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‘Everything is NOT awesome’: Greenpeace attacks Shell through Lego brand partnership


‘Everything is NOT awesome’: Greenpeace attacks Shell through Lego brand partnership


Greenpeace has launched an attack on Lego urging it to end a partnership with Shell that it claims is inappropriately brainwashing kids into brand loyalty.


The global lobby group’s latest campaign targets a toy branding partnership between Lego and Shell in attempt to influence the oil company’s activities in the Arctic.

Greenpeace’s campaign started with a series of Lego characters staging mini-protests around the UK holding banners saying ‘Save the Arctic’ and ‘block Shell’. The photo below was taken by Greenpeace of a Lego protest at Legoland in the UK.

greenpeace, lego, protest, shell

The organisation then released this video featuring a slow version of The Lego Movie theme song:

A petition website set up by Greenpeace claims to so far have 280,500 signatures.

Greenpeace’s campaign report, ‘Lego is Keeping Bad Company’ urges Lego to cease its partnership with Shell in protest against its activities in the Arctic:

“Shell is now hunting for more oil in one of the world’s last remaining pristine regions: the Arctic. Sea ice in the the far north is melting, but rather than see this as a warning sign, Shell sees it as an opportunity to drill for more of the oil that caused the melt in the first place.”

Lego entered into a long-term contract with Shell in 2011, which included creating a promotional line of car toys branded with Shell and Ferrari to sell in its petrol stations around the world, including in Australia.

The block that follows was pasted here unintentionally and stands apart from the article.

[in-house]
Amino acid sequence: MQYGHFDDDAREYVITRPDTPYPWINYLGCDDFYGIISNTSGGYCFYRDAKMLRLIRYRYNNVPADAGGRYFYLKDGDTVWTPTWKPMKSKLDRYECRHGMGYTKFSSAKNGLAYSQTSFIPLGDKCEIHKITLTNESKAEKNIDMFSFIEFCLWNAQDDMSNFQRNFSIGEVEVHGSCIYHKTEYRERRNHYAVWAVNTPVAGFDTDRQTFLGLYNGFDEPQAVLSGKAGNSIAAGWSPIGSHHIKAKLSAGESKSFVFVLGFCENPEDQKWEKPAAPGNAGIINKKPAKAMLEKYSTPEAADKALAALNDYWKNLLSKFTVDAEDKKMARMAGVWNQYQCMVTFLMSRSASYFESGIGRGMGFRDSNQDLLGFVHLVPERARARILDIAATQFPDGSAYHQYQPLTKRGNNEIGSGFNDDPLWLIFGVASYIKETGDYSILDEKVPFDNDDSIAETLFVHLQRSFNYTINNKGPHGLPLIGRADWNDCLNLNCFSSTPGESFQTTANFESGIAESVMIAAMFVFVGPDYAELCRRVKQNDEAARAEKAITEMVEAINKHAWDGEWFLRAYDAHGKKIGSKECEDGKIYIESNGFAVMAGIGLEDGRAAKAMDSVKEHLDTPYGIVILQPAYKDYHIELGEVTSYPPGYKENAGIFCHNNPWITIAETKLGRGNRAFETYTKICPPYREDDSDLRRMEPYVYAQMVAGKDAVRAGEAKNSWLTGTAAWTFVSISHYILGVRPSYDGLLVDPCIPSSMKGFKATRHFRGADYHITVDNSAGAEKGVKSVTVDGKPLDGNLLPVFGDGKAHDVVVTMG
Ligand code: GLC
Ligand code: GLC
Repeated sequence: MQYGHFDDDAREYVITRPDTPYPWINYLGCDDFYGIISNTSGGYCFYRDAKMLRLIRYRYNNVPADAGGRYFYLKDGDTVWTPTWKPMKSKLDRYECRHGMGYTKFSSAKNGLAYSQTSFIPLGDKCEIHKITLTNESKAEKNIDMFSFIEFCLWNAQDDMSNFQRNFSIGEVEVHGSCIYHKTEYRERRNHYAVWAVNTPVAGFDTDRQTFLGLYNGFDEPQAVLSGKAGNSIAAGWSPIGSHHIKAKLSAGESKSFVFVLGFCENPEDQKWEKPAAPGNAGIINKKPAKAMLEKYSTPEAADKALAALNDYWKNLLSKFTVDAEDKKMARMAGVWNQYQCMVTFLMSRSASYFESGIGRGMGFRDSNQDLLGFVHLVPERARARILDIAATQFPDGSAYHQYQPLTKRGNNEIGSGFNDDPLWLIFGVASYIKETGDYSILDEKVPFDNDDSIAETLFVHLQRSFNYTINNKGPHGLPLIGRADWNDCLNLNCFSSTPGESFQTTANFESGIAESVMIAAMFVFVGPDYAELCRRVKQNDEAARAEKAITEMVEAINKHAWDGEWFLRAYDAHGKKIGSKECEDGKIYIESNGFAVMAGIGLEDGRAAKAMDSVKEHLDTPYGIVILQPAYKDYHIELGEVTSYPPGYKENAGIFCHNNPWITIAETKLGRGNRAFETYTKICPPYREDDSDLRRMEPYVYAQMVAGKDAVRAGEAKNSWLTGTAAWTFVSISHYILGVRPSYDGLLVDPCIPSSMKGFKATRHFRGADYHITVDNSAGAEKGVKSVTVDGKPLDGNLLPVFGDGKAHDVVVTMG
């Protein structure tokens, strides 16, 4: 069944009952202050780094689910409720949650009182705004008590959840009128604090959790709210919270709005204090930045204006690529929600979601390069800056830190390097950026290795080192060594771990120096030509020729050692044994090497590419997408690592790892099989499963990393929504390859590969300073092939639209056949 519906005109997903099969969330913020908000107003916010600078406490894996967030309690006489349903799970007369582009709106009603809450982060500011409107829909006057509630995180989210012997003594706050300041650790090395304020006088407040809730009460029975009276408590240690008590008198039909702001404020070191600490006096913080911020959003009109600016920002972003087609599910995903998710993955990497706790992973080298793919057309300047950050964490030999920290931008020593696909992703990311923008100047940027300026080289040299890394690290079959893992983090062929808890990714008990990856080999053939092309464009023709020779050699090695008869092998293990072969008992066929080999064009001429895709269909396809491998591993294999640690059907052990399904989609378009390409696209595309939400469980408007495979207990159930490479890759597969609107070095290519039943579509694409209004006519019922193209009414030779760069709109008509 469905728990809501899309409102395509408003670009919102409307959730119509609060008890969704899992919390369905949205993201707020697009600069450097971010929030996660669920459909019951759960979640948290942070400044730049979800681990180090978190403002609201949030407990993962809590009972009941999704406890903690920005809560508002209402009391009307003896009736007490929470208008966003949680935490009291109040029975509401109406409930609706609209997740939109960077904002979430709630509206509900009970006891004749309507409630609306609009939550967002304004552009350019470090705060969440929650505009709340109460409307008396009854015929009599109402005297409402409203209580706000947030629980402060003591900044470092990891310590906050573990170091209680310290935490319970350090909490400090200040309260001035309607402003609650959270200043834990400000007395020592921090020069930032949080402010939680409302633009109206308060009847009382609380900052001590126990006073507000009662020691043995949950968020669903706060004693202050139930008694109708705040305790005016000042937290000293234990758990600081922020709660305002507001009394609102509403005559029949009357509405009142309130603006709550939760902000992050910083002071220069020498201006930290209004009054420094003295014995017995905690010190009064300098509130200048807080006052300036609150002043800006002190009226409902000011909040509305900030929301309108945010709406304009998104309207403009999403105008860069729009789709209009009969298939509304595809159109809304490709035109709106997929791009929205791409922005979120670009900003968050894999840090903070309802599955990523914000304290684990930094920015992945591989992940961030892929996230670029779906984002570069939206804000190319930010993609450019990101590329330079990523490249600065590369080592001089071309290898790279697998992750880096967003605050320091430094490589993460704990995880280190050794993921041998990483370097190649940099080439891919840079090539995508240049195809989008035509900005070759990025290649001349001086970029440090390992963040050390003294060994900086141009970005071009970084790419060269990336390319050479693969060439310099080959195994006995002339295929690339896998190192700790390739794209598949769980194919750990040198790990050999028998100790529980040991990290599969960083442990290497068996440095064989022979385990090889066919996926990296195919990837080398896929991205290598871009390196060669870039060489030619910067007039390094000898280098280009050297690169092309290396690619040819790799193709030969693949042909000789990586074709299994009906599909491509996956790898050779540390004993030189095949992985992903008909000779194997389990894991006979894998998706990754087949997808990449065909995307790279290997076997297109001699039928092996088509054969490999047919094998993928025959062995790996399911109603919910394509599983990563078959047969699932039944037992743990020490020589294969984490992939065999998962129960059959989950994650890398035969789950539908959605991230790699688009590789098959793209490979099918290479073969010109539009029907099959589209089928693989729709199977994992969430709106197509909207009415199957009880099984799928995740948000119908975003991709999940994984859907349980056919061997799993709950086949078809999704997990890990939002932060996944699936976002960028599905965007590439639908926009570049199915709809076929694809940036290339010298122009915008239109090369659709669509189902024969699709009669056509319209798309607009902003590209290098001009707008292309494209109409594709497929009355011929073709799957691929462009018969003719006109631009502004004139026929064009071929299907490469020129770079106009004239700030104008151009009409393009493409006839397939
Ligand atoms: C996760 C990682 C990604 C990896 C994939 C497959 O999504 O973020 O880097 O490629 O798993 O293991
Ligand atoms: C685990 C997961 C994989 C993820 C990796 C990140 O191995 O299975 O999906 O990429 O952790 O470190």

The campaign generated a 7.5% increase in global average fuel sales and $116 million equivalent in global PR, selling 16 million toys.

This video explains the details of the project:

SHELL LEGO from irisworldwide on Vimeo.


Greenpeace is arguing that Lego is acting unethically by promoting Shell to its young, impressionable customers.

“By placing its logo in the hands of millions of children, Shell is building brand loyalty with the next generation of consumers, voters, business leaders, shareholders and politicians. Just as Shell lobbies today’s decision-makers to win approval for its Arctic drilling, it’s also securing support from the next generation of movers and shakers who will ultimately have the final say over Shell’s future,” the Greenpeace report says.

The report also cites advice from Harvard Medical School psychologist Dr Susan Linn:

“Research shows that if you secure brand loyalty when children are young, that positive glow lasts into adulthood. Brand loyal customers are less likely to notice changes in a product or think critically and independently about a company’s ethics.”

Lego president Jørgen Vig Knudstorp said in a statement that the matter should be handled between Shell and Greenpeace:

“We are saddened when the Lego brand is used as a tool in any dispute between organisations. We expect that Shell lives up to their responsibilities wherever they operate and take appropriate action to any potential claims should this not be the case. I would like to clarify that we intend to live up to the long term contract with Shell, which we entered into in 2011.

“A co-promotion contract like the one with Shell is one of many ways we are able to bring Lego bricks into the hands of more children.”

The Australian operations of Shell had not returned Marketing‘s requests for comment at time of publishing.


Michelle Herbison

Assistant editor, Marketing Magazine.

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